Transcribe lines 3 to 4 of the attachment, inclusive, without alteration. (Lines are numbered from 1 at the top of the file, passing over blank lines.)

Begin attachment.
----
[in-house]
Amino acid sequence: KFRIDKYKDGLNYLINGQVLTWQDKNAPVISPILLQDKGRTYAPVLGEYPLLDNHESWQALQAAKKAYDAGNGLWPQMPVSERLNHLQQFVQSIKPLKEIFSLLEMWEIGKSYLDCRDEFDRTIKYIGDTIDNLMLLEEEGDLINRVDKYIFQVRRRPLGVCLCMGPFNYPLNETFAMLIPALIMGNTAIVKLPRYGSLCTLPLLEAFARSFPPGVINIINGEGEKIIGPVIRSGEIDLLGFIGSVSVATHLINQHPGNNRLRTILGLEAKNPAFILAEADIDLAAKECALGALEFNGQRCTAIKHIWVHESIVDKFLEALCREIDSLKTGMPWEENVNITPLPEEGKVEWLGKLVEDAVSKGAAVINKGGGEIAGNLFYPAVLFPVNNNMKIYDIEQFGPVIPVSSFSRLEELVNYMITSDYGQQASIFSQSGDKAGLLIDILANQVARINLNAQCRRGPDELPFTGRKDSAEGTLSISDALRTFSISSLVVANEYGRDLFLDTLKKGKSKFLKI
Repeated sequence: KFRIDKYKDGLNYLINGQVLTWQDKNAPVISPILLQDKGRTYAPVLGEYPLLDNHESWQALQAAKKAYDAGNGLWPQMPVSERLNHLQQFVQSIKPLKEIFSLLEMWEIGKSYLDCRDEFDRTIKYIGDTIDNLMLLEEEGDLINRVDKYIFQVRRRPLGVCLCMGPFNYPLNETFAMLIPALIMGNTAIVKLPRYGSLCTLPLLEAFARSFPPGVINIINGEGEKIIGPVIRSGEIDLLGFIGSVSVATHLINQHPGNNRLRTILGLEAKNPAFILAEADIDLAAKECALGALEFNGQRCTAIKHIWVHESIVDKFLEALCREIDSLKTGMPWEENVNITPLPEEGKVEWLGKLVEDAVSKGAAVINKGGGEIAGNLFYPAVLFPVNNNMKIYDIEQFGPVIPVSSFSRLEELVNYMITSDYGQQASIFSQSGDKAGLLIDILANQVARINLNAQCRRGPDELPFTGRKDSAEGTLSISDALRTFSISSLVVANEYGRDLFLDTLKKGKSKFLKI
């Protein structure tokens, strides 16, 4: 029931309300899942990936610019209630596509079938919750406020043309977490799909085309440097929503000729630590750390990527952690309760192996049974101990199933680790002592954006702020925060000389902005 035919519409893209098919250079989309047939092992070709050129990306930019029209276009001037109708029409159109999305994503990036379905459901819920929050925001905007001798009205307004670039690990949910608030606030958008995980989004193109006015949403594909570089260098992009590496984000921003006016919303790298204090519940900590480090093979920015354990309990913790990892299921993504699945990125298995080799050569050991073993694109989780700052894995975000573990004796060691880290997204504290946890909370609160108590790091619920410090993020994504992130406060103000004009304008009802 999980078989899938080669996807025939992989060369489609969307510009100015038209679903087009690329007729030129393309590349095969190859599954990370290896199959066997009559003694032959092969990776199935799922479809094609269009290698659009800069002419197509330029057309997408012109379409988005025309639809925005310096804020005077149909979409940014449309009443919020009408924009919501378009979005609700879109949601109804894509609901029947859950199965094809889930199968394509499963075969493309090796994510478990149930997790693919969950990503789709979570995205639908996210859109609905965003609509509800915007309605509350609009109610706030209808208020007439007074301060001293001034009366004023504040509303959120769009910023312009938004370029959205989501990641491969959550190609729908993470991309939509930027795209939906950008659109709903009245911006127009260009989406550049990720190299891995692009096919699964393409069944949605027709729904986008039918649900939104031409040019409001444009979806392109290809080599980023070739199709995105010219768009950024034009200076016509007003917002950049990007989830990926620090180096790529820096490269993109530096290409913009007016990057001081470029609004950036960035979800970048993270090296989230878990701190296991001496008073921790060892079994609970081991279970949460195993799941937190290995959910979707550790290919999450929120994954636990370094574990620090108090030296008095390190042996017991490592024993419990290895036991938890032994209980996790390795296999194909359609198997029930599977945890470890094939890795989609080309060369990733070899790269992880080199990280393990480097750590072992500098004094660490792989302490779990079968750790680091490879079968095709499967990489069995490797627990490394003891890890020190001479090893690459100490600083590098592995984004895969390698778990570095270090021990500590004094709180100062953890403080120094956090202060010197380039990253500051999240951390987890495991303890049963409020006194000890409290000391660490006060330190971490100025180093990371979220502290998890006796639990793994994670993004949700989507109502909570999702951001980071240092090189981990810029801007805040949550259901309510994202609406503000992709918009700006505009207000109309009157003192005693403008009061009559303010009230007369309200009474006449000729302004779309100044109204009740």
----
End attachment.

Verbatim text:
Repeated sequence: KFRIDKYKDGLNYLINGQVLTWQDKNAPVISPILLQDKGRTYAPVLGEYPLLDNHESWQALQAAKKAYDAGNGLWPQMPVSERLNHLQQFVQSIKPLKEIFSLLEMWEIGKSYLDCRDEFDRTIKYIGDTIDNLMLLEEEGDLINRVDKYIFQVRRRPLGVCLCMGPFNYPLNETFAMLIPALIMGNTAIVKLPRYGSLCTLPLLEAFARSFPPGVINIINGEGEKIIGPVIRSGEIDLLGFIGSVSVATHLINQHPGNNRLRTILGLEAKNPAFILAEADIDLAAKECALGALEFNGQRCTAIKHIWVHESIVDKFLEALCREIDSLKTGMPWEENVNITPLPEEGKVEWLGKLVEDAVSKGAAVINKGGGEIAGNLFYPAVLFPVNNNMKIYDIEQFGPVIPVSSFSRLEELVNYMITSDYGQQASIFSQSGDKAGLLIDILANQVARINLNAQCRRGPDELPFTGRKDSAEGTLSISDALRTFSISSLVVANEYGRDLFLDTLKKGKSKFLKI
């Protein structure tokens, strides 16, 4: 029931309300899942990936610019209630596509079938919750406020043309977490799909085309440097929503000729630590750390990527952690309760192996049974101990199933680790002592954006702020925060000389902005 035919519409893209098919250079989309047939092992070709050129990306930019029209276009001037109708029409159109999305994503990036379905459901819920929050925001905007001798009205307004670039690990949910608030606030958008995980989004193109006015949403594909570089260098992009590496984000921003006016919303790298204090519940900590480090093979920015354990309990913790990892299921993504699945990125298995080799050569050991073993694109989780700052894995975000573990004796060691880290997204504290946890909370609160108590790091619920410090993020994504992130406060103000004009304008009802 999980078989899938080669996807025939992989060369489609969307510009100015038209679903087009690329007729030129393309590349095969190859599954990370290896199959066997009559003694032959092969990776199935799922479809094609269009290698659009800069002419197509330029057309997408012109379409988005025309639809925005310096804020005077149909979409940014449309009443919020009408924009919501378009979005609700879109949601109804894509609901029947859950199965094809889930199968394509499963075969493309090796994510478990149930997790693919969950990503789709979570995205639908996210859109609905965003609509509800915007309605509350609009109610706030209808208020007439007074301060001293001034009366004023504040509303959120769009910023312009938004370029959205989501990641491969959550190609729908993470991309939509930027795209939906950008659109709903009245911006127009260009989406550049990720190299891995692009096919699964393409069944949605027709729904986008039918649900939104031409040019409001444009979806392109290809080599980023070739199709995105010219768009950024034009200076016509007003917002950049990007989830990926620090180096790529820096490269993109530096290409913009007016990057001081470029609004950036960035979800970048993270090296989230878990701190296991001496008073921790060892079994609970081991279970949460195993799941937190290995959910979707550790290919999450929120994954636990370094574990620090108090030296008095390190042996017991490592024993419990290895036991938890032994209980996790390795296999194909359609198997029930599977945890470890094939890795989609080309060369990733070899790269992880080199990280393990480097750590072992500098004094660490792989302490779990079968750790680091490879079968095709499967990489069995490797627990490394003891890890020190001479090893690459100490600083590098592995984004895969390698778990570095270090021990500590004094709180100062953890403080120094956090202060010197380039990253500051999240951390987890495991303890049963409020006194000890409290000391660490006060330190971490100025180093990371979220502290998890006796639990793994994670993004949700989507109502909570999702951001980071240092090189981990810029801007805040949550259901309510994202609406503000992709918009700006505009207000109309009157003192005693403008009061009559303010009230007369309200009474006449000729302004779309100044109204009740």